This article is only available in the PDF format. Download the PDF to view the article, as well as its associated figures and tables.
Drs Rosenfield and Cushner make a number of useful comments that help the reader correctly interpret our analysis of reproductive mortality in the United States. They also say our article implied that the number of reproductive deaths may be reduced by half if women stop using oral contraceptives—we did not intend to imply this. As they correctly point out, a small group of oral contraceptive users, women 35 years of age and older who smoke, have a high risk of pill-related mortality and account for most deaths caused by oral contraceptives. For women in this group, the risk of oral contraceptive use appears to far outweigh the risk of pregnancyassociated mortality. If this small group stops using oral contraceptives, most of the pill-related deaths can be eliminated.Our analysis of reproductive mortality does not consider the recently identified noncontraceptive benefits of oral contraceptives. The reproductive mortality rate is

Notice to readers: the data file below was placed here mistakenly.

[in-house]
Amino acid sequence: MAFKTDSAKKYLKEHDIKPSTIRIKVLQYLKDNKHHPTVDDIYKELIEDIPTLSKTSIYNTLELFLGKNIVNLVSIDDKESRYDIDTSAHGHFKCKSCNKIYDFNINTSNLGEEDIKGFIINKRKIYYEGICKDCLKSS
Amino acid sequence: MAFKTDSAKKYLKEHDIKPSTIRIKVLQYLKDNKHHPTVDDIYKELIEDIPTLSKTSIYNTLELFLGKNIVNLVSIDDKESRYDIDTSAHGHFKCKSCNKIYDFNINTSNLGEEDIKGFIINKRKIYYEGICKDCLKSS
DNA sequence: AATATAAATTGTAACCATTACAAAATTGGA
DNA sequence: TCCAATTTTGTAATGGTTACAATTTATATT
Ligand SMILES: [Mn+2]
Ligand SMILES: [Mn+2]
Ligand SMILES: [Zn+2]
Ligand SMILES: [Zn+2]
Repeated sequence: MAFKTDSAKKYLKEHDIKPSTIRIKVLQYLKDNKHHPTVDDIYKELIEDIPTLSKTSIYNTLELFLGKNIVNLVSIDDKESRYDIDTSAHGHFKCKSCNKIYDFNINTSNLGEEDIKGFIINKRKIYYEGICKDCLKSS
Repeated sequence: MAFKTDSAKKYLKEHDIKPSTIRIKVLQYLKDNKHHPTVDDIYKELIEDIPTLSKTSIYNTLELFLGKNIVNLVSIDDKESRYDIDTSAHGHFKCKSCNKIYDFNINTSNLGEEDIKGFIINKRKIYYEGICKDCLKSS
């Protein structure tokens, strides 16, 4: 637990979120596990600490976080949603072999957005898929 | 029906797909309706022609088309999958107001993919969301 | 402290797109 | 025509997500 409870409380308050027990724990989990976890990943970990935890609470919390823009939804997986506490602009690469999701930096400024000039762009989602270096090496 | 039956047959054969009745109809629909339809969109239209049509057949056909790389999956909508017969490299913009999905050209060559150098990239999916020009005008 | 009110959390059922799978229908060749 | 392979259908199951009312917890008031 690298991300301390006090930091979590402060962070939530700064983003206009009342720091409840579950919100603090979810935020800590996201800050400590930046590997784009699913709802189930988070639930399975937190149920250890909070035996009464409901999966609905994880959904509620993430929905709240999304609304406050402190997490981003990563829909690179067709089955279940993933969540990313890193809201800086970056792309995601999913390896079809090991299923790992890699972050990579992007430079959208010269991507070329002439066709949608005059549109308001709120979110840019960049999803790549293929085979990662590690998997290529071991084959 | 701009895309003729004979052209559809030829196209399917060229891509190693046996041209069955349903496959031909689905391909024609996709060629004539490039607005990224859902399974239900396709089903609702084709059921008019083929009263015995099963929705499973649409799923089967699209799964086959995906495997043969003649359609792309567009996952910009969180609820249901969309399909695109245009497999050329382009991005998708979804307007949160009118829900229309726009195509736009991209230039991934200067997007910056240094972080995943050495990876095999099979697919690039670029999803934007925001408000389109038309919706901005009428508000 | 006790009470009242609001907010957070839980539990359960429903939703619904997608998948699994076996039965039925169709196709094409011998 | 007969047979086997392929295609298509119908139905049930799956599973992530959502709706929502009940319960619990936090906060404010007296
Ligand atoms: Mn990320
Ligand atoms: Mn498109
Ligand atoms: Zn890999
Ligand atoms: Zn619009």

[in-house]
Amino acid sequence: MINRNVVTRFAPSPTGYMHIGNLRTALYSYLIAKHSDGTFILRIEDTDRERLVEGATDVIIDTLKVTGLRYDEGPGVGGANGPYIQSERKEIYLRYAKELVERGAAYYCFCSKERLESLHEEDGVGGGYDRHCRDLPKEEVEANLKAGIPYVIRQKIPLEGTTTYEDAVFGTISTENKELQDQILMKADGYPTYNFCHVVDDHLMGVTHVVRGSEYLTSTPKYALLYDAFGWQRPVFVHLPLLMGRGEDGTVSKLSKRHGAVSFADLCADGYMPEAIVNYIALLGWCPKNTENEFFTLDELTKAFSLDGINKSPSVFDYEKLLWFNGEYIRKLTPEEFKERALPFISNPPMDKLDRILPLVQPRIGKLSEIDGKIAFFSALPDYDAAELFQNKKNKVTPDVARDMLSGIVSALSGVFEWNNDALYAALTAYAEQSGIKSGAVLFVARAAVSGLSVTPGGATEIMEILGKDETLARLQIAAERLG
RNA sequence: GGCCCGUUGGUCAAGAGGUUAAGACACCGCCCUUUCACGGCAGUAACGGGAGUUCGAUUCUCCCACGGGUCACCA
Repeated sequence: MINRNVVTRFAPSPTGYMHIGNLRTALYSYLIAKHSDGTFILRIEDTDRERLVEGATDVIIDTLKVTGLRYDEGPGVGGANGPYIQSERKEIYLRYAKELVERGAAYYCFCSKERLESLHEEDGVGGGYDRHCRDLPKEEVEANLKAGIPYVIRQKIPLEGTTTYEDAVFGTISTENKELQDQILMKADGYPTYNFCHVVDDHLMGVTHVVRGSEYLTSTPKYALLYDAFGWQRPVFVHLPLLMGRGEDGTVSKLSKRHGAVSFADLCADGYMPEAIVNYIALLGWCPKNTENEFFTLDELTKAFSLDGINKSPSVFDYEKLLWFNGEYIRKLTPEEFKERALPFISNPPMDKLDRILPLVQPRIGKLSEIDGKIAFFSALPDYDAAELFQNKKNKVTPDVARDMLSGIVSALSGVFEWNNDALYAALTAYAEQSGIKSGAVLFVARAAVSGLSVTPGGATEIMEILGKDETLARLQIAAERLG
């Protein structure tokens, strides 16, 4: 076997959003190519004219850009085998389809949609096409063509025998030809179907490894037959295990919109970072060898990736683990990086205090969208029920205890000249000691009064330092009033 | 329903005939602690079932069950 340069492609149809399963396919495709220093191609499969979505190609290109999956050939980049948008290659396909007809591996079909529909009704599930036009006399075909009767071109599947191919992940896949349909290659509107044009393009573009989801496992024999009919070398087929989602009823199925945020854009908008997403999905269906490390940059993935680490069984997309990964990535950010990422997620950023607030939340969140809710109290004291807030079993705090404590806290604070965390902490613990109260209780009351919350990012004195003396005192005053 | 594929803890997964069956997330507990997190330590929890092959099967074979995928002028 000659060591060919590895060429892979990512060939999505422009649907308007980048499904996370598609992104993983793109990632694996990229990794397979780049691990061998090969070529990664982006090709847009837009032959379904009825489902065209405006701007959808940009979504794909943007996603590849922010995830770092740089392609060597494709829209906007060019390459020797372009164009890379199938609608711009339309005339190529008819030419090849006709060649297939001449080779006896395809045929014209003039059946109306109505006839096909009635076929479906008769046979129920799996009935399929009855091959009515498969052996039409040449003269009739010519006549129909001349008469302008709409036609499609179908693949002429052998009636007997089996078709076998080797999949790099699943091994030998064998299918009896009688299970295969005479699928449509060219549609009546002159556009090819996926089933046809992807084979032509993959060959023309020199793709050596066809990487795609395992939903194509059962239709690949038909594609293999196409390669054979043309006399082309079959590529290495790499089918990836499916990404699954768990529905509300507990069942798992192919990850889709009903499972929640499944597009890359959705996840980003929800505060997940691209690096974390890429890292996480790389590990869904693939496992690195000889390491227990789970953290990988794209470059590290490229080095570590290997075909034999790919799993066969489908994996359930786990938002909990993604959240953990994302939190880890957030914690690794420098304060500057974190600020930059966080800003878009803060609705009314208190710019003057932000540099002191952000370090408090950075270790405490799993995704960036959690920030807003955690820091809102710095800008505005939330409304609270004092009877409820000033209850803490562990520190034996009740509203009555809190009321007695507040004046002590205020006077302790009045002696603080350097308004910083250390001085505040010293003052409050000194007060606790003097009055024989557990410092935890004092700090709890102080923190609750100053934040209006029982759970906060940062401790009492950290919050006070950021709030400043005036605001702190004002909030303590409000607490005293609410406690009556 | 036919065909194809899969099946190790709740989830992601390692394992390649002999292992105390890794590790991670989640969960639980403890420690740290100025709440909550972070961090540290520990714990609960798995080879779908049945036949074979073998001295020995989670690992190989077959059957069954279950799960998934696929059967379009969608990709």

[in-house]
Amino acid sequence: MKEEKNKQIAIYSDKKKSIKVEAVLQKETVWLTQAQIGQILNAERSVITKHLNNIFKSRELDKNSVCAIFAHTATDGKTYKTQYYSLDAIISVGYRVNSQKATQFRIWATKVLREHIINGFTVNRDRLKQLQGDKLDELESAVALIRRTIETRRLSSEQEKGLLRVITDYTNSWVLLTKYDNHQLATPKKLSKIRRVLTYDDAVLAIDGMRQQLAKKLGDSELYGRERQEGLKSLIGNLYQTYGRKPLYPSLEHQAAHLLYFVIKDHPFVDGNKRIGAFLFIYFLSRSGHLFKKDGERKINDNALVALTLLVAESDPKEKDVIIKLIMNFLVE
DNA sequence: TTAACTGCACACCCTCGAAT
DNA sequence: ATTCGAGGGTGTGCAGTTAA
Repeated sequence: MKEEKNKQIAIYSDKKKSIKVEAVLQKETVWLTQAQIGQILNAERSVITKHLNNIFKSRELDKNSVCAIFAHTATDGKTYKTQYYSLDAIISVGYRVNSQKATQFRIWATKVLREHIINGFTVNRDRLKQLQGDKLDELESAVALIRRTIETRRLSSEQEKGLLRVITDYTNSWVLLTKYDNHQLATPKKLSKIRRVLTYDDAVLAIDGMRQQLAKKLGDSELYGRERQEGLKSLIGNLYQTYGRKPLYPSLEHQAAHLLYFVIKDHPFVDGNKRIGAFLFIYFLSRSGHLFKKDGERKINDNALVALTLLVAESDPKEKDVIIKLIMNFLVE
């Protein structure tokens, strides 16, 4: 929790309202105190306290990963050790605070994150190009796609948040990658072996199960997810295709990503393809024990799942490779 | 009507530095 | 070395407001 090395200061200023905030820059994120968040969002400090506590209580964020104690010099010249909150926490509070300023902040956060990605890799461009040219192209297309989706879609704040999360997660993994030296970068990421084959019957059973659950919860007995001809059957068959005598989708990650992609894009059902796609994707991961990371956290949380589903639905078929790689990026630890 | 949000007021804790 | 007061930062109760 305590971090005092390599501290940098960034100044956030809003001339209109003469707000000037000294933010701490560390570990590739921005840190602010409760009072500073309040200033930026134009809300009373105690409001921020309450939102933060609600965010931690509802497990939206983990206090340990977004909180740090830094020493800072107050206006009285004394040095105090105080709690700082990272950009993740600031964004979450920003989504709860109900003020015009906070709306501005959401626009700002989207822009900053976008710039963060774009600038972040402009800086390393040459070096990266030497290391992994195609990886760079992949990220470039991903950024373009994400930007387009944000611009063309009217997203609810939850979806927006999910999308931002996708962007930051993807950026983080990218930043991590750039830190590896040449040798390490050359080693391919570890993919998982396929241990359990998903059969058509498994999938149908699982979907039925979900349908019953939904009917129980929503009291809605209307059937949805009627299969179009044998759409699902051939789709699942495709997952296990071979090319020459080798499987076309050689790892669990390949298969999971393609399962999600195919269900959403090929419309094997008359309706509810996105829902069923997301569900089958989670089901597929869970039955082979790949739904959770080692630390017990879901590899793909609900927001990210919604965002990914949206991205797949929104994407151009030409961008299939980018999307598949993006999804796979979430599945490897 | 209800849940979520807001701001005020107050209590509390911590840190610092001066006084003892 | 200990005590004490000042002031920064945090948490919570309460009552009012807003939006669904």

Layde PM, Rochat RR, Rubin GL, Sachs B. Reproductive Mortality and Oral Contraceptives-Reply. JAMA. 1983;249(8):1003. doi:10.1001/jama.1983.03330320011007
* * SCHEDULED MAINTENANCE * *
The JAMA Network Sites will be conducting routine maintenance from 10/20/2017 through 10/21/2017. During this window access to content and authentication may be intermittently available. The JAMA Store will be completely unavailable during the maintenance window.